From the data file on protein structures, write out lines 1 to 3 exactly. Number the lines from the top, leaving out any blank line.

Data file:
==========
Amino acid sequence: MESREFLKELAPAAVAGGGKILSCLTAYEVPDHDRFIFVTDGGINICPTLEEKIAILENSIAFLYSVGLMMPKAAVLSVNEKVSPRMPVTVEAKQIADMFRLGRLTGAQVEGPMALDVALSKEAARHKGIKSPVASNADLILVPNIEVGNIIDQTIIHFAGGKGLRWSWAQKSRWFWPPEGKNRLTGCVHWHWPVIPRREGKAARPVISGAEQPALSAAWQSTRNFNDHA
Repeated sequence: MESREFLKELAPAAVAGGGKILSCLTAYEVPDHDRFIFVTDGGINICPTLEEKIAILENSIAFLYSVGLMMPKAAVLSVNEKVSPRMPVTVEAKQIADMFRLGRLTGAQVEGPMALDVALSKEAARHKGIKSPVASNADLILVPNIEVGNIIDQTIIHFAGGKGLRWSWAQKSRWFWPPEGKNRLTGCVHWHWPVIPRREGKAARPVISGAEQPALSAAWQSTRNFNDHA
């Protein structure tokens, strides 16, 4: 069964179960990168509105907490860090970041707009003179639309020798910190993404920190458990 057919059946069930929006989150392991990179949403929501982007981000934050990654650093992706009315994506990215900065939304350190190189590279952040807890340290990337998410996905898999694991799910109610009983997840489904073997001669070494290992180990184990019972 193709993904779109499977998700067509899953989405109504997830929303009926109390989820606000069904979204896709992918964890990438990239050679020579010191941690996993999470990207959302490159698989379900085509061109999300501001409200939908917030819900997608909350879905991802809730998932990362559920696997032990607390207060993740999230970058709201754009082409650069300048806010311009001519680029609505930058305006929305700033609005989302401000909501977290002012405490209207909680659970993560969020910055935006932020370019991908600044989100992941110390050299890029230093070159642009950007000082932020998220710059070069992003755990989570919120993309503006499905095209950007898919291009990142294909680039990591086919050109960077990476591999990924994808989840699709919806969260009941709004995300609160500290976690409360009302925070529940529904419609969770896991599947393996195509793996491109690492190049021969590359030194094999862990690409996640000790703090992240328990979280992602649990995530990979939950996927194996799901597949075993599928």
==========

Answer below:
Amino acid sequence: MESREFLKELAPAAVAGGGKILSCLTAYEVPDHDRFIFVTDGGINICPTLEEKIAILENSIAFLYSVGLMMPKAAVLSVNEKVSPRMPVTVEAKQIADMFRLGRLTGAQVEGPMALDVALSKEAARHKGIKSPVASNADLILVPNIEVGNIIDQTIIHFAGGKGLRWSWAQKSRWFWPPEGKNRLTGCVHWHWPVIPRREGKAARPVISGAEQPALSAAWQSTRNFNDHA
Repeated sequence: MESREFLKELAPAAVAGGGKILSCLTAYEVPDHDRFIFVTDGGINICPTLEEKIAILENSIAFLYSVGLMMPKAAVLSVNEKVSPRMPVTVEAKQIADMFRLGRLTGAQVEGPMALDVALSKEAARHKGIKSPVASNADLILVPNIEVGNIIDQTIIHFAGGKGLRWSWAQKSRWFWPPEGKNRLTGCVHWHWPVIPRREGKAARPVISGAEQPALSAAWQSTRNFNDHA
């Protein structure tokens, strides 16, 4: 069964179960990168509105907490860090970041707009003179639309020798910190993404920190458990 057919059946069930929006989150392991990179949403929501982007981000934050990654650093992706009315994506990215900065939304350190190189590279952040807890340290990337998410996905898999694991799910109610009983997840489904073997001669070494290992180990184990019972 193709993904779109499977998700067509899953989405109504997830929303009926109390989820606000069904979204896709992918964890990438990239050679020579010191941690996993999470990207959302490159698989379900085509061109999300501001409200939908917030819900997608909350879905991802809730998932990362559920696997032990607390207060993740999230970058709201754009082409650069300048806010311009001519680029609505930058305006929305700033609005989302401000909501977290002012405490209207909680659970993560969020910055935006932020370019991908600044989100992941110390050299890029230093070159642009950007000082932020998220710059070069992003755990989570919120993309503006499905095209950007898919291009990142294909680039990591086919050109960077990476591999990924994808989840699709919806969260009941709004995300609160500290976690409360009302925070529940529904419609969770896991599947393996195509793996491109690492190049021969590359030194094999862990690409996640000790703090992240328990979280992602649990995530990979939950996927194996799901597949075993599928």